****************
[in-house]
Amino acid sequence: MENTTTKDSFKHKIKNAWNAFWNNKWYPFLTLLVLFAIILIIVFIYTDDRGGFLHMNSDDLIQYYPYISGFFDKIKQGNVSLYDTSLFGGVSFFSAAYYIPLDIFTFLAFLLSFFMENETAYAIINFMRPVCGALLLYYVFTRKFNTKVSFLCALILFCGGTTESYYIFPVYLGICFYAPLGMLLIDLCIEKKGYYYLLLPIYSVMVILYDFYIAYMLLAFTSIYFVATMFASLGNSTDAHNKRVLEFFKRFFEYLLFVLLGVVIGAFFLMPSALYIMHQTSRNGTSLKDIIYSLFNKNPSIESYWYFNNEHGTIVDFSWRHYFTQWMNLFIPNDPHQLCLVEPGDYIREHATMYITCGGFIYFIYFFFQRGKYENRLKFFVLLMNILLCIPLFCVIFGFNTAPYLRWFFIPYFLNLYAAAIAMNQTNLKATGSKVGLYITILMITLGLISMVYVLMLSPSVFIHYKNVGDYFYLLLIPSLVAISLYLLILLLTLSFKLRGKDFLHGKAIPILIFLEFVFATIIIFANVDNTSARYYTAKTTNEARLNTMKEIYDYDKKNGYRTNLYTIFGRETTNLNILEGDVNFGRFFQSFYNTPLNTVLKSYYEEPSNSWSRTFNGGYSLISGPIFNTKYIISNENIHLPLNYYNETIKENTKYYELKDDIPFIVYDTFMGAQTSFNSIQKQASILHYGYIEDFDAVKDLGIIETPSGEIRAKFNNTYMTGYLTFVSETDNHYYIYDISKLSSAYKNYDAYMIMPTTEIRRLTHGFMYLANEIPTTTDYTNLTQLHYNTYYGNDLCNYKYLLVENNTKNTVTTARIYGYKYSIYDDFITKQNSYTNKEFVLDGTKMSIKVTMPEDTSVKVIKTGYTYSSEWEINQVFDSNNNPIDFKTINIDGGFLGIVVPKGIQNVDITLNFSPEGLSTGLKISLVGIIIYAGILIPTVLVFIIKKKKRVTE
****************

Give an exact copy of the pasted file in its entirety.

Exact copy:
[in-house]
Amino acid sequence: MENTTTKDSFKHKIKNAWNAFWNNKWYPFLTLLVLFAIILIIVFIYTDDRGGFLHMNSDDLIQYYPYISGFFDKIKQGNVSLYDTSLFGGVSFFSAAYYIPLDIFTFLAFLLSFFMENETAYAIINFMRPVCGALLLYYVFTRKFNTKVSFLCALILFCGGTTESYYIFPVYLGICFYAPLGMLLIDLCIEKKGYYYLLLPIYSVMVILYDFYIAYMLLAFTSIYFVATMFASLGNSTDAHNKRVLEFFKRFFEYLLFVLLGVVIGAFFLMPSALYIMHQTSRNGTSLKDIIYSLFNKNPSIESYWYFNNEHGTIVDFSWRHYFTQWMNLFIPNDPHQLCLVEPGDYIREHATMYITCGGFIYFIYFFFQRGKYENRLKFFVLLMNILLCIPLFCVIFGFNTAPYLRWFFIPYFLNLYAAAIAMNQTNLKATGSKVGLYITILMITLGLISMVYVLMLSPSVFIHYKNVGDYFYLLLIPSLVAISLYLLILLLTLSFKLRGKDFLHGKAIPILIFLEFVFATIIIFANVDNTSARYYTAKTTNEARLNTMKEIYDYDKKNGYRTNLYTIFGRETTNLNILEGDVNFGRFFQSFYNTPLNTVLKSYYEEPSNSWSRTFNGGYSLISGPIFNTKYIISNENIHLPLNYYNETIKENTKYYELKDDIPFIVYDTFMGAQTSFNSIQKQASILHYGYIEDFDAVKDLGIIETPSGEIRAKFNNTYMTGYLTFVSETDNHYYIYDISKLSSAYKNYDAYMIMPTTEIRRLTHGFMYLANEIPTTTDYTNLTQLHYNTYYGNDLCNYKYLLVENNTKNTVTTARIYGYKYSIYDDFITKQNSYTNKEFVLDGTKMSIKVTMPEDTSVKVIKTGYTYSSEWEINQVFDSNNNPIDFKTINIDGGFLGIVVPKGIQNVDITLNFSPEGLSTGLKISLVGIIIYAGILIPTVLVFIIKKKKRVTE